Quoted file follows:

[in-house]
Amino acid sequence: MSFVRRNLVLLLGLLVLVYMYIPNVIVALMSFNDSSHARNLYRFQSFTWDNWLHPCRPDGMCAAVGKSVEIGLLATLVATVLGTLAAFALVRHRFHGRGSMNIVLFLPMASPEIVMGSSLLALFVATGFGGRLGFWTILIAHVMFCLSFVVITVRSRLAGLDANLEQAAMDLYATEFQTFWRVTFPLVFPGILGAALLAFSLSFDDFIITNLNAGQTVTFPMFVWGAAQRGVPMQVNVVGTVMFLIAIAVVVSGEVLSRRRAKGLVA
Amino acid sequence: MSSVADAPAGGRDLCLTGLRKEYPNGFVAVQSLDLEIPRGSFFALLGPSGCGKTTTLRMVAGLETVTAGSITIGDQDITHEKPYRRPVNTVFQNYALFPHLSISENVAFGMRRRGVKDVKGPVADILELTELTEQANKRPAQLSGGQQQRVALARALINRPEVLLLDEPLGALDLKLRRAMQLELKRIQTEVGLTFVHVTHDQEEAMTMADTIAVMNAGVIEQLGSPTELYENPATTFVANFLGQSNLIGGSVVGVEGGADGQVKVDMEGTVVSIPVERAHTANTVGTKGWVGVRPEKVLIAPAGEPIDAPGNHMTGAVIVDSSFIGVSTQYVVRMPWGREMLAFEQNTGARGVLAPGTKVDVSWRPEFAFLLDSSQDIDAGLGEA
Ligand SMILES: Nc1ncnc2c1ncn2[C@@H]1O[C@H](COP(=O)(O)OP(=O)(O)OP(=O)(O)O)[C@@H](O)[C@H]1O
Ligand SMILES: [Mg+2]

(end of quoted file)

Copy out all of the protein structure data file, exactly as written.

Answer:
[in-house]
Amino acid sequence: MSFVRRNLVLLLGLLVLVYMYIPNVIVALMSFNDSSHARNLYRFQSFTWDNWLHPCRPDGMCAAVGKSVEIGLLATLVATVLGTLAAFALVRHRFHGRGSMNIVLFLPMASPEIVMGSSLLALFVATGFGGRLGFWTILIAHVMFCLSFVVITVRSRLAGLDANLEQAAMDLYATEFQTFWRVTFPLVFPGILGAALLAFSLSFDDFIITNLNAGQTVTFPMFVWGAAQRGVPMQVNVVGTVMFLIAIAVVVSGEVLSRRRAKGLVA
Amino acid sequence: MSSVADAPAGGRDLCLTGLRKEYPNGFVAVQSLDLEIPRGSFFALLGPSGCGKTTTLRMVAGLETVTAGSITIGDQDITHEKPYRRPVNTVFQNYALFPHLSISENVAFGMRRRGVKDVKGPVADILELTELTEQANKRPAQLSGGQQQRVALARALINRPEVLLLDEPLGALDLKLRRAMQLELKRIQTEVGLTFVHVTHDQEEAMTMADTIAVMNAGVIEQLGSPTELYENPATTFVANFLGQSNLIGGSVVGVEGGADGQVKVDMEGTVVSIPVERAHTANTVGTKGWVGVRPEKVLIAPAGEPIDAPGNHMTGAVIVDSSFIGVSTQYVVRMPWGREMLAFEQNTGARGVLAPGTKVDVSWRPEFAFLLDSSQDIDAGLGEA
Ligand SMILES: Nc1ncnc2c1ncn2[C@@H]1O[C@H](COP(=O)(O)OP(=O)(O)OP(=O)(O)O)[C@@H](O)[C@H]1O
Ligand SMILES: [Mg+2]